Centre for Internet & Society

Making Voices Heard: Privacy, Inclusivity, and Accessibility of Voice Interfaces in India

by Shweta Mohandas

We believe that voice interfaces have the potential to democratise the use of internet by addressing barriers such as accessibility concerns, lack of abilities of reading and writing on digital text interfaces, and lack of options for people to interact with digital devices in their own languages. Through the Making Voice Heard Project supported by Mozilla Corporation, we will be examining the current landscape of voice interfaces in India.

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State of the Internet's Languages 2020: Announcing selected contributions!

by Puthiya Purayil Sneha

In response to our call for contributions and reflections on ‘Decolonising the Internet’s Languages’ in August, we are delighted to announce that we received 50 submissions, in over 38 languages! We are so overwhelmed and grateful for the interest and support of our many communities around the world; it demonstrates how critical this effort is for all of us. From all these extraordinary offerings, we have selected nine that we will invite and support the contributors to expand further.

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Decolonizing the Internet’s Languages 2019 - From Conversations to Actions

by Puthiya Purayil Sneha

Whose Knowledge? is organising the Decolonizing the Internet's Languages 2019 gathering in London on October 23-24 — with a specific focus on building an agenda for action to decolonize the internet’s languages. Puthiya Purayil Sneha is participating in this meeting with scholars, linguists, archivists, technologists and community activists, to share the initial findings towards the State of the Internet’s Language Report (to be published in 2020) being developed by Whose Knowledge?, Oxford Internet Institute, and the CIS.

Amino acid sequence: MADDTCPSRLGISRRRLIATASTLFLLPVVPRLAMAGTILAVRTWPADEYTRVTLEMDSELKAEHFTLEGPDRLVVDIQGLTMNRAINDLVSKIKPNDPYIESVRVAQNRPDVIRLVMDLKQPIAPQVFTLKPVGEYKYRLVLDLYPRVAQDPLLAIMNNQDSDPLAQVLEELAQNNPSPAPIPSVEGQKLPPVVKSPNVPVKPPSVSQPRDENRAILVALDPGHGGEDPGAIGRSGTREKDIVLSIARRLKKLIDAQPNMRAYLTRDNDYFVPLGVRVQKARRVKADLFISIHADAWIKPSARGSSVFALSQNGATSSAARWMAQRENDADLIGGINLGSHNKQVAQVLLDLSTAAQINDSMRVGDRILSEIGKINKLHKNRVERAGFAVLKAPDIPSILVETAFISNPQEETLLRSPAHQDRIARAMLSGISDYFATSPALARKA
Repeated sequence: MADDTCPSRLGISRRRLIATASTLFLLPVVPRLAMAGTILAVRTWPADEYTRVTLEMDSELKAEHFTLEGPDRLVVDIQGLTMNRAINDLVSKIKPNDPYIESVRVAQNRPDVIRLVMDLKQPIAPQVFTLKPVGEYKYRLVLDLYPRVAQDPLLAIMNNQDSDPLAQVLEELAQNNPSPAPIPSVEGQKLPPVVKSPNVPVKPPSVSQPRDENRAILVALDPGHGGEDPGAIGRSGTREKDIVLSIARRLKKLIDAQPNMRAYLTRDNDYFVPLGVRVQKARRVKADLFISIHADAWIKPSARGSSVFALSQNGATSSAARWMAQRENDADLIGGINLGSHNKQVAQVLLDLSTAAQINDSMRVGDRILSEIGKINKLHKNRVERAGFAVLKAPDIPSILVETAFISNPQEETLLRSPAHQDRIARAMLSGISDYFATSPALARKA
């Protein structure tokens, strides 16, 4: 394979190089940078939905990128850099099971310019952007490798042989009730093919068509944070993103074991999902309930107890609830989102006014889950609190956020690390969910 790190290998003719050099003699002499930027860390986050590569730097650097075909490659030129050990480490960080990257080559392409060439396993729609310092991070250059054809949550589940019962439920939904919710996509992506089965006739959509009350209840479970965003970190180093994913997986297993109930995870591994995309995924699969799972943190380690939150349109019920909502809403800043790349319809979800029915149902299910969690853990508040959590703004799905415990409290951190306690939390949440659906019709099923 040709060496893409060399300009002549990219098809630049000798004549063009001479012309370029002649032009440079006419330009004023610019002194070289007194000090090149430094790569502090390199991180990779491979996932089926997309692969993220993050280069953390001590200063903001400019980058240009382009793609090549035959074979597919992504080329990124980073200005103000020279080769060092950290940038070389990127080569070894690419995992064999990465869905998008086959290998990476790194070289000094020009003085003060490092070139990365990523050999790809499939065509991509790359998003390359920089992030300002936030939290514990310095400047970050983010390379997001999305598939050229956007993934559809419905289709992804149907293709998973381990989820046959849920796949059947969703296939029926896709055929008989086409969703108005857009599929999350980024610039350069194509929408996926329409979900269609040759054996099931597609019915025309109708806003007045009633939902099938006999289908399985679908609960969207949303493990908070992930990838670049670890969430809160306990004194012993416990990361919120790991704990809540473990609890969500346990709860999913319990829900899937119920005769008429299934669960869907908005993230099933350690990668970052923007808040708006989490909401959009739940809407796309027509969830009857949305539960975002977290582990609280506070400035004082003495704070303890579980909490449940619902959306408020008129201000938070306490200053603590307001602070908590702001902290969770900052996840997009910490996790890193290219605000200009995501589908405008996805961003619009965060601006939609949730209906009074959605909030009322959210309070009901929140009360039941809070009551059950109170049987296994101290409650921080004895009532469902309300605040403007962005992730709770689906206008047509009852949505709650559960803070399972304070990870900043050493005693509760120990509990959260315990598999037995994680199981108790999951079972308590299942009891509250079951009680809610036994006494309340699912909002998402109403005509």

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Big Data and Reproductive Health in India: A Case Study of the Mother and Child Tracking System

by Ambika Tandon

In this case study undertaken as part of the Big Data for Development (BD4D) network, Ambika Tandon evaluates the Mother and Child Tracking System (MCTS) as data-driven initiative in reproductive health at the national level in India. The study also assesses the potential of MCTS to contribute towards the big data landscape on reproductive health in the country, as the Indian state’s imagination of health informatics moves towards big data.

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Doing Standpoint Theory

by Ambika Tandon and Aayush Rathi

Feminist research methodology has evolved from different epistemologies, with several different schools of thought. Some of the more popular ones are feminist standpoint theory, feminist empiricism, and feminist relativism. Standpoint theory holds the experiences of the marginalised as the source of ‘truth’ about structures of oppression, which is silenced by traditional objectivist research methods as they produce knowledge from the standpoint of voices in positions of power. In this essay published on the GenderIT website, Ambika Tandon and Aayush Rathi [1] discuss the practical applicability of these epistemologies to research practices in the field of technology and gender.

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Digital mediation of domestic and care work in India: Project Announcement

by Ambika Tandon and Aayush Rathi